small ones for about $45.

If you are truly interested in participating in this group PV purchase we need to have your share of funds before the final cut-off (ordering) date of Saturday. May 16th. Please feel free to call me at 812-360-2549 if you are interested in learning more and would like to participate in this cooperative bulk purchase.

Terry Kok - Starlight Ecotechnics
Comment by Ed Paynter on March 30, 2009 at 9:59pm
Just got home from a visit with the staff at Passive House Institute U S in Urbana, Illinois. We saw two of the passive houses they have built in that area. "Passive houses" are designed to run on extremely low power incorporating the heat generated by the occupants and their appliances, use triple-pane windows, are insulated to R-60 in the walls and R-90 in the roof. The main concept is an as-close-to-perfect building envelope using special techniques that virtually eliminate thermal bridging between the inside and outside of the home. They also use a air exchange system that transfers heat from outgoing air to the incoming air. Check out their web site at http://www.passivehouse.us/passiveHouse/PHIUSHome.html
Comment by Lynn a on March 30, 2009 at 1:41pm

I'll be hosting a call-in podcast with a prof. of architecture and consultant about mold prevention and remediation. See link above for info. You're invited to participate.
Comment by John Marks on March 30, 2009 at 8:01am
I have a GREEN building project going on in Bloomington Indiana. I will INVITE everyone here when the project gets in the stage people can see the concept.
Comment by Ed Paynter on March 8, 2009 at 11:42pm
We are planning to build an earth-sheltered home with a living roof.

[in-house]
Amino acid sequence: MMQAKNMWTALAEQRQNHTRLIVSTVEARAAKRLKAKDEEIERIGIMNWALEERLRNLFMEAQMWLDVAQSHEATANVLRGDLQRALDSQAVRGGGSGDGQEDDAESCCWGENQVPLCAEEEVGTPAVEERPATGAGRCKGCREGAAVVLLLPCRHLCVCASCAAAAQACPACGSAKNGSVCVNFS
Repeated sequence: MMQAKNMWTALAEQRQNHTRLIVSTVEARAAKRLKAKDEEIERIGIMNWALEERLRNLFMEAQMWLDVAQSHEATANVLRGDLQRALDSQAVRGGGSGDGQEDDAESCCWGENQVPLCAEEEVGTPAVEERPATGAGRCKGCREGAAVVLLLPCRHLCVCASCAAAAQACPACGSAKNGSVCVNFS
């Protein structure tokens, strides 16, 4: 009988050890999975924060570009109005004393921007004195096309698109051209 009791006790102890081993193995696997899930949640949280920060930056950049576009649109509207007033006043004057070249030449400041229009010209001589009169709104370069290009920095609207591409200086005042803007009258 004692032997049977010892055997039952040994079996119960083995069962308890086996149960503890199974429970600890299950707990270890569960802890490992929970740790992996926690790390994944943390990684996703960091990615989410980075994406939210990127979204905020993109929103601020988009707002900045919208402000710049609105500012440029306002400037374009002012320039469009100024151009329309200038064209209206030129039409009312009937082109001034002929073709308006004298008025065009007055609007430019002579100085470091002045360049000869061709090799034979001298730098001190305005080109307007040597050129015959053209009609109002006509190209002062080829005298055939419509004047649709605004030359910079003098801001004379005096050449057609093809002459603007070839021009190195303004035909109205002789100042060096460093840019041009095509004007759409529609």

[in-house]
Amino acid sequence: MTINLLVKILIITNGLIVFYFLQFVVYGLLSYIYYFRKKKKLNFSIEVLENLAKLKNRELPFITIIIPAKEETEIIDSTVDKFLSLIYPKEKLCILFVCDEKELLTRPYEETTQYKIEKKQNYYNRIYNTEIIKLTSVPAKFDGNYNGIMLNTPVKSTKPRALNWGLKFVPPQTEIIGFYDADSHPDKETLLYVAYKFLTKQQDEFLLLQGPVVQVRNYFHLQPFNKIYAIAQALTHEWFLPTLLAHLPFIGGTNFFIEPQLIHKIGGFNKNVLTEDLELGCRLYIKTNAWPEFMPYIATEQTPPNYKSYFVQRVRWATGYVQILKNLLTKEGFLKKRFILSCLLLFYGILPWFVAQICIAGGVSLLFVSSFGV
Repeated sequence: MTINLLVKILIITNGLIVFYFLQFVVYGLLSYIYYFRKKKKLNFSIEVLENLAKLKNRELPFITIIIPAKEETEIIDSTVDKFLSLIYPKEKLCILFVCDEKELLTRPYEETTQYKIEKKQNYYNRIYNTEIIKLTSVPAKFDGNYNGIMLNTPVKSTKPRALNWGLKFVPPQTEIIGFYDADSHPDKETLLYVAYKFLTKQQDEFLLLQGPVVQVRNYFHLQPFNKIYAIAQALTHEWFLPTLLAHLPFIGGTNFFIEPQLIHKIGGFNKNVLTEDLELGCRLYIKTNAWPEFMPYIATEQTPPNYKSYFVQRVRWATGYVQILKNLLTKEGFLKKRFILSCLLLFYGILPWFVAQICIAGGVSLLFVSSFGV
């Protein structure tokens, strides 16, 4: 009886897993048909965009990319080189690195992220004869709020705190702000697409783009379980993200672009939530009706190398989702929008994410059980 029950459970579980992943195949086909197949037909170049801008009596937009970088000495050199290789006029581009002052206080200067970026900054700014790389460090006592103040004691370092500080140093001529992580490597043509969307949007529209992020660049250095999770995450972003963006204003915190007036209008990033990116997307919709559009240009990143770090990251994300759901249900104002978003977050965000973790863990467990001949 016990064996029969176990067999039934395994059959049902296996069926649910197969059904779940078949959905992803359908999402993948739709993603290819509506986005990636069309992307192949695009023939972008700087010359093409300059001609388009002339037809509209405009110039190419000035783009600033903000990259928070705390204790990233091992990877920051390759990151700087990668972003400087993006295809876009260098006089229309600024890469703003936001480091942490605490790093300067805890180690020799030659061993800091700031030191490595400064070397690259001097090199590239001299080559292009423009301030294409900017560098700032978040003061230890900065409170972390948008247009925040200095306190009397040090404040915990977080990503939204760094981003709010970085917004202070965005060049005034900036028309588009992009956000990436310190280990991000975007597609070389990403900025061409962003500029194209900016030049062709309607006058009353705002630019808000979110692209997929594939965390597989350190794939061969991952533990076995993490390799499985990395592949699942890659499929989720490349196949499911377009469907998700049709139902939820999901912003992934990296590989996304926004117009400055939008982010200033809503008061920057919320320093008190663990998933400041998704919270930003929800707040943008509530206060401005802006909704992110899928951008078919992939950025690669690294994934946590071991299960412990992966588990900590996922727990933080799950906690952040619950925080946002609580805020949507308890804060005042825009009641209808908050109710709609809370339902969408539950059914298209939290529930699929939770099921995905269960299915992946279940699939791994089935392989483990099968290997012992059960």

It seems we should not count on the soil for much insulation, but should insulate much as if it were a regular roof. If the soil doesn't add much, I'll use about 6" of it and not have to engineer the roof for the weight of more soil depth than that.

The biggest question remaining is what to build the roof with, metal or timbers. Of course it will have a watertight membrane and will be slightly slanted.

Has anyone in the group built or worked on a living roof project?

Comment by Terry and Patrica Kok on February 17, 2009 at 12:23pm

What if you, your parents, grandparents, great grandparents, and maybe ancestors further back. were told a really big LIE, one they based their life and counted on to be true? If this LIE unraveled before your eyes and all that you thought was true collapsed and crumbled, leaving you and your friends and family in dire straights, what would you do? Would you suicide? Would you attempt to keep living like you did even though it is an impossibility? Or, would you learn how to adapt?

ADAPTATION is a big word for some folks. My thesaurus defines it as an alteration, adjustment, acclimatization, modification, change. The BIG LIE says that a corporate controlled industrial civilization is sustainable, that it can continue to rape nature to provide us with life support with no consequences to be faced, that it is the best and only proper way to live. It is a LIE designed by the industrialists so that we would buy and consume their products and work in their factories. The LIE is currently being exposed by time and nature.